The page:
GAO is adding the U.S. Postal Service's (USPS) financial condition to the list of high-risk areas needing attention by Congress and the executive branch to achieve broad-based transformation. Amid challenging economic conditions and a changing business environment, USPS is facing a deteriorating financial situation in which it does not expect to cover its expenses and financial obligations in fiscal years 2009 and 2010. This year, USPS expects to increase its year-end debt to $10.2 billion and incur a cash shortfall of about $1 billion. Another key risk factor is the accelerated decline in mail volume. Mail volume declined by 9.5 billion pieces in fiscal year 2008 to about 203 billion pieces. As of the end of May 2009, mail volume had decreased another 18.5 billion pieces, and USPS expects to end fiscal year 2009 with mail volume of 175 billion pieces--about 28 billion pieces fewer than in fiscal year 2008. Further, it expects flat or continued volume and revenue declines over the next 5 years. These trends expose weaknesses in USPS's business model, which has relied on growth in mail volume to help cover costs and enable USPS to be self-supporting.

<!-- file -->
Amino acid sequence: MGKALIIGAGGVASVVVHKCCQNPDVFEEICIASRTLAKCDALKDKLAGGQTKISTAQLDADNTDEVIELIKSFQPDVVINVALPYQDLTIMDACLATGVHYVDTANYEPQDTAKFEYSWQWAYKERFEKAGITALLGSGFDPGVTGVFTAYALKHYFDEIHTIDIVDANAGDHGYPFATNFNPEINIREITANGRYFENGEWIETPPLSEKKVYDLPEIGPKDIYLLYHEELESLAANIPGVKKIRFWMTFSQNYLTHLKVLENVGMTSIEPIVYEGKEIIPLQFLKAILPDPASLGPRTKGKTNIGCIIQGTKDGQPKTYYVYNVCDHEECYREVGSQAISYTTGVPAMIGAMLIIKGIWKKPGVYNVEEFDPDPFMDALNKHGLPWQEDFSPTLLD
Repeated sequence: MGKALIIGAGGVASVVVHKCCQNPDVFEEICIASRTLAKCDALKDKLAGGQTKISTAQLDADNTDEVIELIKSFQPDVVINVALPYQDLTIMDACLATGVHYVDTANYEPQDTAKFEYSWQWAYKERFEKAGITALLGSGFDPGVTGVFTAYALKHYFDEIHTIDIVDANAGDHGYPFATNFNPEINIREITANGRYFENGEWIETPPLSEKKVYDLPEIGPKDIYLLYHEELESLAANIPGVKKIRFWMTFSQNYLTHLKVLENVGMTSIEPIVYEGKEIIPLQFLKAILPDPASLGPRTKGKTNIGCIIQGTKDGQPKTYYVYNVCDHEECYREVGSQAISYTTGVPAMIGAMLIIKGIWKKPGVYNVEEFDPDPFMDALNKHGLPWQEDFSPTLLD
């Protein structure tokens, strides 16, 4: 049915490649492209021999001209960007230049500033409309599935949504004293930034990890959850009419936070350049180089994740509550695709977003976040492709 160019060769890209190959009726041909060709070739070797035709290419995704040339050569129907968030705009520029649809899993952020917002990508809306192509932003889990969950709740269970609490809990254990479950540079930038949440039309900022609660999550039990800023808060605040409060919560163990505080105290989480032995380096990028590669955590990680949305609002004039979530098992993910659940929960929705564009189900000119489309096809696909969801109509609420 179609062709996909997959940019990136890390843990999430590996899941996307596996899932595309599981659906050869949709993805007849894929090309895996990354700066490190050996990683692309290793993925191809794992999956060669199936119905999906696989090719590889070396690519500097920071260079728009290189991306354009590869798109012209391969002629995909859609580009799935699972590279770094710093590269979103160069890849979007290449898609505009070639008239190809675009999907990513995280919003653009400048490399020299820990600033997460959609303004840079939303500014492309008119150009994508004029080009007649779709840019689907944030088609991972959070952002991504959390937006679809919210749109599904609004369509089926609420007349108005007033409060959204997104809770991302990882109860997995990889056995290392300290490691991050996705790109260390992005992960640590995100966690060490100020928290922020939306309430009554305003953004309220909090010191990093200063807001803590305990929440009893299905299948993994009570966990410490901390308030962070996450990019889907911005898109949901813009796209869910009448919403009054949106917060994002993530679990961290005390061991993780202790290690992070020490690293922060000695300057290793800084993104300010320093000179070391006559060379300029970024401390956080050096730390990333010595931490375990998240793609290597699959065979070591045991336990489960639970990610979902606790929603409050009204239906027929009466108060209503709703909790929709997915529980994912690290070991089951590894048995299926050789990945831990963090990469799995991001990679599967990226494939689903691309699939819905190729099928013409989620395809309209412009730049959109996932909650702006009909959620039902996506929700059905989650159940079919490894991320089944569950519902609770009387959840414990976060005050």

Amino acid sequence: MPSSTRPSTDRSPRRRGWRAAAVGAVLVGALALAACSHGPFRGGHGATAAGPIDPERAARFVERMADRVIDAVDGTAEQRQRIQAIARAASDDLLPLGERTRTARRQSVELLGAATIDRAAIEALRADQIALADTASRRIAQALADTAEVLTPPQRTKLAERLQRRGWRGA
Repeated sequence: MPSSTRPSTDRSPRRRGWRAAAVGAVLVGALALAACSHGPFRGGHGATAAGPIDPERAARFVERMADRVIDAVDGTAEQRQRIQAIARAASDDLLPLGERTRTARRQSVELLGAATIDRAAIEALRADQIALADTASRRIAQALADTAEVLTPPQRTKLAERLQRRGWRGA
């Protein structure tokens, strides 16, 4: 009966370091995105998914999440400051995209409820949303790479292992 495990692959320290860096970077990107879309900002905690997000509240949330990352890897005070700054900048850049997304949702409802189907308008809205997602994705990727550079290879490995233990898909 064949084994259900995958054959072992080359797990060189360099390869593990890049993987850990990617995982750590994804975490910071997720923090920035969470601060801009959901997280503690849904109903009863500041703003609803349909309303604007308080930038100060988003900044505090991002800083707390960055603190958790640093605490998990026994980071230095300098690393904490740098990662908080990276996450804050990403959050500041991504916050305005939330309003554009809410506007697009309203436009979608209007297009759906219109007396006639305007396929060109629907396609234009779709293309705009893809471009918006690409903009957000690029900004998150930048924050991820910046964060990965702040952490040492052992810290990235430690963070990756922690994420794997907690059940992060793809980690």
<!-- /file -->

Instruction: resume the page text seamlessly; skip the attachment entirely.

Below are the reports in this series:
High-Risk Series: An Update GAO-09-271, January 2009
High-Risk Series: Restructuring the U.S. Postal Service to Achieve Sustainable Financial Viability GAO-09-937SP, July 28, 2009
High-Risk Series: U.S. Postal Service: Restructuring Urgently Needed to Achieve Financial Viability GAO-09-958T, August 6, 2009